The milk of human kindness
Lady Macbeth:Macbeth Act 1, scene 5, 15–18
Glamis thou art, and Cawdor, and shalt be
What thou art promis'd. Yet do I fear thy nature,
It is too full o' th' milk of human kindness
To catch the nearest way.
To Lady Macbeth, the "milk of human kindness" is distasteful stuff—no self-respecting man has any use for it. Therefore, when we use the phrase to approve someone's compassion, we reverse the original sentiment.
Lady Macbeth is ambitious, and fears that her milky husband lacks the mettle to grab the Scottish crown in the most expeditious manner. "The nearest way," as she sees it, is to murder King Duncan. She hatches this plot—which had independently occurred to Macbeth as well—when he writes home that three witches have prophesied that he would be created "thane" (lord) of Cawdor, and later would ascend the throne. The first half of the prophecy has already come true, and Lady Macbeth is in a hurry to make sure the second half comes true too.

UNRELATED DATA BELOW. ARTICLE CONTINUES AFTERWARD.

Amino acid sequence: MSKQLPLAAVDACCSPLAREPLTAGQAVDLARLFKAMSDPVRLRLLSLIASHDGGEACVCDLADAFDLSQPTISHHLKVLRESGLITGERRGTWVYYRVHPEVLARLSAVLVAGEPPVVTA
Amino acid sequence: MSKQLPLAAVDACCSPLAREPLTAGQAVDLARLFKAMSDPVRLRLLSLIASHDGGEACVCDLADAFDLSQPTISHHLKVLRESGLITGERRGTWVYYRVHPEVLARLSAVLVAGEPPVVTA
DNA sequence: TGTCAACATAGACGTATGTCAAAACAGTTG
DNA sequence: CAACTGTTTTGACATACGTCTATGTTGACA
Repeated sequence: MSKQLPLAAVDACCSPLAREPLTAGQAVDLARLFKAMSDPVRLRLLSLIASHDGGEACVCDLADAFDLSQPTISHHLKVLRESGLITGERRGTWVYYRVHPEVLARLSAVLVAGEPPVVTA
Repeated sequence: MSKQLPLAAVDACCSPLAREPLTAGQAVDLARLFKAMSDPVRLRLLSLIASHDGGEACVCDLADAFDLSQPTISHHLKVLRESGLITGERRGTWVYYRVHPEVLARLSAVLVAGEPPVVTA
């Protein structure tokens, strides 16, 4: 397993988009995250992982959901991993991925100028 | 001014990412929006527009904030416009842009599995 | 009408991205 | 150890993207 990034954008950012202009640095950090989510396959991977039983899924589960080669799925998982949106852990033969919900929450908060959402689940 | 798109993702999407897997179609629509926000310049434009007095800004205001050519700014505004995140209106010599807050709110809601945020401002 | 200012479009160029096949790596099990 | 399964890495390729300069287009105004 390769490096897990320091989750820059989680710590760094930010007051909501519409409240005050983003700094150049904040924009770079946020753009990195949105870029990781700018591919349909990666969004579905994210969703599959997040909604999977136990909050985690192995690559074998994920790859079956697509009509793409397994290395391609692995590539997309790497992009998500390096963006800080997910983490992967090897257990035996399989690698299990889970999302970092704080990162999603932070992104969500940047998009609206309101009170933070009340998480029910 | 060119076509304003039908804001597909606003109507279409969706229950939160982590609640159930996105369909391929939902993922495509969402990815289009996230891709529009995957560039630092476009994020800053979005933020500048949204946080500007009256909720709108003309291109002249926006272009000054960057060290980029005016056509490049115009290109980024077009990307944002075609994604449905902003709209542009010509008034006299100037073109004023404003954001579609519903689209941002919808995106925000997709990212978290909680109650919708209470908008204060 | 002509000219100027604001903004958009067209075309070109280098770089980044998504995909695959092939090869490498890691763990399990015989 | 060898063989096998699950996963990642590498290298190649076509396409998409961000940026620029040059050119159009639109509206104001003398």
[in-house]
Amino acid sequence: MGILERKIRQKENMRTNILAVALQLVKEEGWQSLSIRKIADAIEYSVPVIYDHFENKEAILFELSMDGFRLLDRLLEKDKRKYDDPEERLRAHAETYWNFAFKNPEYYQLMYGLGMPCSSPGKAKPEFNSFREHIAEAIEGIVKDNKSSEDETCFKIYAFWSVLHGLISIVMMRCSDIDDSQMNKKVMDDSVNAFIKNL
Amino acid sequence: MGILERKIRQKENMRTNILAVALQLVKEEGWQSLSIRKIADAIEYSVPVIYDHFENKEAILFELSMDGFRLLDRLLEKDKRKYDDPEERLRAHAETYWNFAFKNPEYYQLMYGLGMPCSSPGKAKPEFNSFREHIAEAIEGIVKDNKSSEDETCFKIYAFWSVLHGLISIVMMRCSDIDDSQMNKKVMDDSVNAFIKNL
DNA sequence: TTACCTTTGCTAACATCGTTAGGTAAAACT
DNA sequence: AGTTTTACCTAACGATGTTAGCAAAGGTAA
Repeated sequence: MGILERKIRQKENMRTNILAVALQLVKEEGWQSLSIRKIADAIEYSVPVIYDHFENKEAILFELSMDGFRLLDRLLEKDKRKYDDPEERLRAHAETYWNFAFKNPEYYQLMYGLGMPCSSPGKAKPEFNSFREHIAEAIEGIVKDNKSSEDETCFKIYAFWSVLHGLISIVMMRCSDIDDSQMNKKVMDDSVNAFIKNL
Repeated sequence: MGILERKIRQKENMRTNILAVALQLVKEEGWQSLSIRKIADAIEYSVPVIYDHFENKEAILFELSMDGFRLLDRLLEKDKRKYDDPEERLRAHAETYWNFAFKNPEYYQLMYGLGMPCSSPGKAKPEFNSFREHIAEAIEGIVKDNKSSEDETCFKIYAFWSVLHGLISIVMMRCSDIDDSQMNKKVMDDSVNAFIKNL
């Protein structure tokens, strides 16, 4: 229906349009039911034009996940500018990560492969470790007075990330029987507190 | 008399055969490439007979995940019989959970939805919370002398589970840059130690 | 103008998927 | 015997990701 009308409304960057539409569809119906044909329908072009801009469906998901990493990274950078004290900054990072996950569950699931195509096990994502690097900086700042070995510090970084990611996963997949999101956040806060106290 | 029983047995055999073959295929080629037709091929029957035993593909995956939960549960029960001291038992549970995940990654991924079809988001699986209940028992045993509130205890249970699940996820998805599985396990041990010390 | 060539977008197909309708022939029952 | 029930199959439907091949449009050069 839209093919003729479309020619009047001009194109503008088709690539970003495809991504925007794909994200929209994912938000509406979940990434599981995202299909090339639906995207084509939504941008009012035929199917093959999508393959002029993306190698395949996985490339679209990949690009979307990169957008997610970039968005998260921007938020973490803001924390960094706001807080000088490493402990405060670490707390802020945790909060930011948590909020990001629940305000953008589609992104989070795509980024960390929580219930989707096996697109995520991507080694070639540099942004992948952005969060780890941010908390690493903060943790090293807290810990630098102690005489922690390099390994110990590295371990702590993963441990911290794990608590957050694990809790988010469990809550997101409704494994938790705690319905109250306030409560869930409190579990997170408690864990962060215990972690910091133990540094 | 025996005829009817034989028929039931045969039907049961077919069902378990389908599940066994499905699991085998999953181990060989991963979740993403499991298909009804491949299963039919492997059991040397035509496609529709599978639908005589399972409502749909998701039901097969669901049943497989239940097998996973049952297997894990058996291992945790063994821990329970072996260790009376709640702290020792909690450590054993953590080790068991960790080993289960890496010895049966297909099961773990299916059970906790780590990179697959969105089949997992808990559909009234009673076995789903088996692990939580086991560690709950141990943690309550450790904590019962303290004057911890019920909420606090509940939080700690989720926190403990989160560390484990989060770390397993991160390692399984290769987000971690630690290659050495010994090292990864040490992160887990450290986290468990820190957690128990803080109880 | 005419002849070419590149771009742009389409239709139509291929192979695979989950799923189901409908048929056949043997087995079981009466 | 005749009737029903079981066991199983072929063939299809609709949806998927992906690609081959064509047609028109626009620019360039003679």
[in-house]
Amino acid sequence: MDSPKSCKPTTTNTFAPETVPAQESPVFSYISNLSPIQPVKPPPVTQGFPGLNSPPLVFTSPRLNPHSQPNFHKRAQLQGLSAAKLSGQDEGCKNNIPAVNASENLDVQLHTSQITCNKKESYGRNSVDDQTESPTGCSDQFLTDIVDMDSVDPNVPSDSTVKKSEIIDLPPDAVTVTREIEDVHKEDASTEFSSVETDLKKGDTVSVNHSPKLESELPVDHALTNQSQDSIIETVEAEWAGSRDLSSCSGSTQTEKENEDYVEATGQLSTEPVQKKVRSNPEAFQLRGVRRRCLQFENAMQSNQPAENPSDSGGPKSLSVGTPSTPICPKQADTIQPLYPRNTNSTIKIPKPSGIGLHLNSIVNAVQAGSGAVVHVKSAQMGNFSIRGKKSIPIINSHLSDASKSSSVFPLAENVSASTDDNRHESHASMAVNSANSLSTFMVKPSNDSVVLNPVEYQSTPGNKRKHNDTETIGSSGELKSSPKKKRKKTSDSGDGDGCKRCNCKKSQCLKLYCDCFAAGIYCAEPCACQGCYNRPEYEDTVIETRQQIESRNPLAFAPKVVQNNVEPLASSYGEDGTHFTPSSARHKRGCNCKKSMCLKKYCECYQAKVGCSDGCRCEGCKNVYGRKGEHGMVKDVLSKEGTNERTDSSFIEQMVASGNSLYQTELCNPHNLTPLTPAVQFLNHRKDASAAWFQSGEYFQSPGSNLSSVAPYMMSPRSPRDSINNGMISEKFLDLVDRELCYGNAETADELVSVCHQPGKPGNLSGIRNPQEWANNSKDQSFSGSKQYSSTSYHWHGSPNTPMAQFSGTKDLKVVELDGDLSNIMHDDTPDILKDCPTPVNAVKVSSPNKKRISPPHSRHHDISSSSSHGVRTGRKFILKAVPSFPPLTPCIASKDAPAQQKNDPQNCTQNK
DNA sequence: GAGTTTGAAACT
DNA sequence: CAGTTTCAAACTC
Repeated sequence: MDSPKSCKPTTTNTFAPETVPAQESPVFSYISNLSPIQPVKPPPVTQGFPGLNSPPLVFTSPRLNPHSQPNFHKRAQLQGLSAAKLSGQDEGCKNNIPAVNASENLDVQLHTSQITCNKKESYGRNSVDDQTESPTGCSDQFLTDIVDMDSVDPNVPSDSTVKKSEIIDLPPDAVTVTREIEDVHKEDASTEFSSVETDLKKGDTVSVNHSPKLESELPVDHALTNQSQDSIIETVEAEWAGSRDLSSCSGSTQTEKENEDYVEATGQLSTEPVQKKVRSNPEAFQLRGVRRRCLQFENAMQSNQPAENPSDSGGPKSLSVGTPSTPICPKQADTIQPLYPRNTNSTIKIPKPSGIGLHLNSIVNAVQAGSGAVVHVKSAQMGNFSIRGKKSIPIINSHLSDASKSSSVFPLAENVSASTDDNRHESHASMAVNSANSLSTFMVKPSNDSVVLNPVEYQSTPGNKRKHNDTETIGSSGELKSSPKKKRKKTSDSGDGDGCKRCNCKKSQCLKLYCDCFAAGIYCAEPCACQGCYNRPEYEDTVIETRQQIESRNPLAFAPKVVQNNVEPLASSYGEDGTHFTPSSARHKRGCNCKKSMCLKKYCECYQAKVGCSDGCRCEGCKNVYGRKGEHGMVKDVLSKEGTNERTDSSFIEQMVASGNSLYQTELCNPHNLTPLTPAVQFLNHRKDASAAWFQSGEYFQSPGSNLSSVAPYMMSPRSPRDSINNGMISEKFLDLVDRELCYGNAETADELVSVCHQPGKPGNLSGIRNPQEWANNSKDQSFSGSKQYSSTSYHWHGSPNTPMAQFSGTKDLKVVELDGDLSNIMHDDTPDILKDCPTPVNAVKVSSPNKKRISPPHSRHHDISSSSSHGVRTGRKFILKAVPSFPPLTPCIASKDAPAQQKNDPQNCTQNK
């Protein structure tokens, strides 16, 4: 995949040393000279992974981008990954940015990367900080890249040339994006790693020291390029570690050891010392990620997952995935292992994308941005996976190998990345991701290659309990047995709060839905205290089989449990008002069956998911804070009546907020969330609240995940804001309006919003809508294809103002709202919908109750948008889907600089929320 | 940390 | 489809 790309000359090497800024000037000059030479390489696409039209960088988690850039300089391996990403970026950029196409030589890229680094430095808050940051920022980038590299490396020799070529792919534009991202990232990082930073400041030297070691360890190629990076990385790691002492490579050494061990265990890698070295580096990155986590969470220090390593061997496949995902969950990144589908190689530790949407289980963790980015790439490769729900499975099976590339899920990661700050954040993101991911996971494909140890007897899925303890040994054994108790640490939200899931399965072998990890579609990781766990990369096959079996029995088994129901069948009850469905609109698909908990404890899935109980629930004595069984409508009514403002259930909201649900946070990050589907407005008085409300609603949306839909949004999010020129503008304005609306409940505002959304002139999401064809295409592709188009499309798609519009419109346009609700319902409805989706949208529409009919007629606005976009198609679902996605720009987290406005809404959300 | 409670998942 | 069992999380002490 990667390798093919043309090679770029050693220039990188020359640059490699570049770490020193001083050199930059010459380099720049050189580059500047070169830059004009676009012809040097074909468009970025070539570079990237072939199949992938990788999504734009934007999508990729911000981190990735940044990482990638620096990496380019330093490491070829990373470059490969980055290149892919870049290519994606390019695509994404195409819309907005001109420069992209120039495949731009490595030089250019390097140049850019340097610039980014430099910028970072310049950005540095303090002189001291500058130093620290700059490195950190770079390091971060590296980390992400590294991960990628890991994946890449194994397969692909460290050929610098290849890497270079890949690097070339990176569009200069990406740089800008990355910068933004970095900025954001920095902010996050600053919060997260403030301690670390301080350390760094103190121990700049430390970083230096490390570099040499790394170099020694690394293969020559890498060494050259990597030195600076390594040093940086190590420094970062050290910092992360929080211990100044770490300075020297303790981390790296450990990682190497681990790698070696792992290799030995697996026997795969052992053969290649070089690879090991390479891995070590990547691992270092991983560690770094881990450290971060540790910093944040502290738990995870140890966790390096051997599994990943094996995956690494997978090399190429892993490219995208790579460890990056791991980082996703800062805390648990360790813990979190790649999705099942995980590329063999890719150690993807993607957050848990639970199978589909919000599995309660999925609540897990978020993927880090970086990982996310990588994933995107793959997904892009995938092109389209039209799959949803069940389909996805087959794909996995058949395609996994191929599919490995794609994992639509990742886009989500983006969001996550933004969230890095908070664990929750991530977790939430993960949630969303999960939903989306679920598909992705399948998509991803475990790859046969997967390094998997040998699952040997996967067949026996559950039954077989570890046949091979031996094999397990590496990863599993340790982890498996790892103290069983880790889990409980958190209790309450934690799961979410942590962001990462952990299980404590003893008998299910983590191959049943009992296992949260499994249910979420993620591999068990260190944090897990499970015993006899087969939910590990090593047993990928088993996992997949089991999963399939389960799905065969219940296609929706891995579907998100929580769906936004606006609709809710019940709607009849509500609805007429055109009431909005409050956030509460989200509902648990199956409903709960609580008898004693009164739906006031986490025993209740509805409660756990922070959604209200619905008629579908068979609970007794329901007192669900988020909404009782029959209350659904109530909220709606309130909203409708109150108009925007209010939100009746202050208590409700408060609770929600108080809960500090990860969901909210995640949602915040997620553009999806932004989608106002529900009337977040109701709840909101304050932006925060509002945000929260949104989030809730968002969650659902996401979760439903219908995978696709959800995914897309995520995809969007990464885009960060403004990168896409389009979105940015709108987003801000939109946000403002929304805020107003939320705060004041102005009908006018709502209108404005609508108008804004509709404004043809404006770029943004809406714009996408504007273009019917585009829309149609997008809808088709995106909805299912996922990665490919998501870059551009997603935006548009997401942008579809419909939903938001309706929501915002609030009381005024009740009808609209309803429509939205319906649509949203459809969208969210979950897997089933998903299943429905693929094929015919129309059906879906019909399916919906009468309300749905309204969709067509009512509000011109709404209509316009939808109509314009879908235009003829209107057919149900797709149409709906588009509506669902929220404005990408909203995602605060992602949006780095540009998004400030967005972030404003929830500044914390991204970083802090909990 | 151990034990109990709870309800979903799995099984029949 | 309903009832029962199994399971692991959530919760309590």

As fluids go, Lady Macbeth is more inclined to murderous blood than nurturing milk. Later, goading the hesitant Macbeth, she insists that, if she had sworn to do it, she wouldn't have hesitated to take her own baby "while it was smiling in my face" and to "Have pluck'd my nipple from his boneless gums,/ And dash'd the brains out." A charming woman.
Speakers: Lady Macbeth